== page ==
As unprecedented fires sweep across the west coast of the United States, Oregon’s best firefighting helicopters are unavailable because they have been deployed to the war in Afghanistan.
The Oregon National Guard is currently using four UH-60 Black Hawk helicopters to search for survivors and to drop water on some of the worst areas, but six of the state’s largest firefighting helicopters, the CH-47 Chinooks, are being used by the Department of Defense for military missions in Afghanistan.
Chinook helicopters can transport 44 people and carry up to 26,000 pounds, which makes them perfect for situations like this. With A Chinook helicopter, firefighters can drop up to 2,000 gallons of water in one trip, which is enough to cover an area of roughly 328ft.
By comparison, the black hawk helicopters that are currently being used can only carry about 10 people or 2,600 pounds and their buckets can only carry about 600 gallons of water.
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Chinook helicopters are named after a tribe of Native Americans in the Pacific Northwest whose lands lie on the border between Oregon and Washington.
Gov. Kate Brown declared a state of emergency this week, ordering everyone within range of the wildfires to evacuate as soon as possible.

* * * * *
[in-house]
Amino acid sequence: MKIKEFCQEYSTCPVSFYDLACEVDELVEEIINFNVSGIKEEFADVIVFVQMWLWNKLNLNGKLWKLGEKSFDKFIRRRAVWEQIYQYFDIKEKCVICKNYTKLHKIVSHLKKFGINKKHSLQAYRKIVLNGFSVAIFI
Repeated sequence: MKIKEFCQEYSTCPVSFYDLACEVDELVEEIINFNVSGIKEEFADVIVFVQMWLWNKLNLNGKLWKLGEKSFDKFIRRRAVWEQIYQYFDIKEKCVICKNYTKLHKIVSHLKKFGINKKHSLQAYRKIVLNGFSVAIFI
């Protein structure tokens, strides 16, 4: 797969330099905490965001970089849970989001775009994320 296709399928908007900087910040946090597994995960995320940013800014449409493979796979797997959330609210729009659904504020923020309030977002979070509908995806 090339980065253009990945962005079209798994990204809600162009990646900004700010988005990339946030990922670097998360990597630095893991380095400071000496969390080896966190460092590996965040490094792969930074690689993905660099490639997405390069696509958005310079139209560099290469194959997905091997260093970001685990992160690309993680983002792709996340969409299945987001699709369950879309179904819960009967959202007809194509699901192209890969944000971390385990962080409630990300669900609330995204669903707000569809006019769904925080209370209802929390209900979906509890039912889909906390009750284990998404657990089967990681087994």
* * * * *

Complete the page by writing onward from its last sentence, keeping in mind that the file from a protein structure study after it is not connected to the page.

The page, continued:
“We know our losses are going to be great,” Brown said at a recent press conference.
For the past week, residents of Oregon and California have shared intense photos and videos of bright red or orange skies. The smoke has caused unhealthy breathing conditions for most of California, according to air quality monitors.
Sadly, these fires may be burning for quite a while. At least eight of Oregon’s wildfires are expected to burn “until the winter’s rains fall,” Oregon Department of Forestry Fire Chief Doug Grafe said Friday.
Oregon Emergency Management Director Andrew Phelps said that the state is preparing for a “mass fatality incident.”
IMAGE FEATURED: Akhararat Wathanasing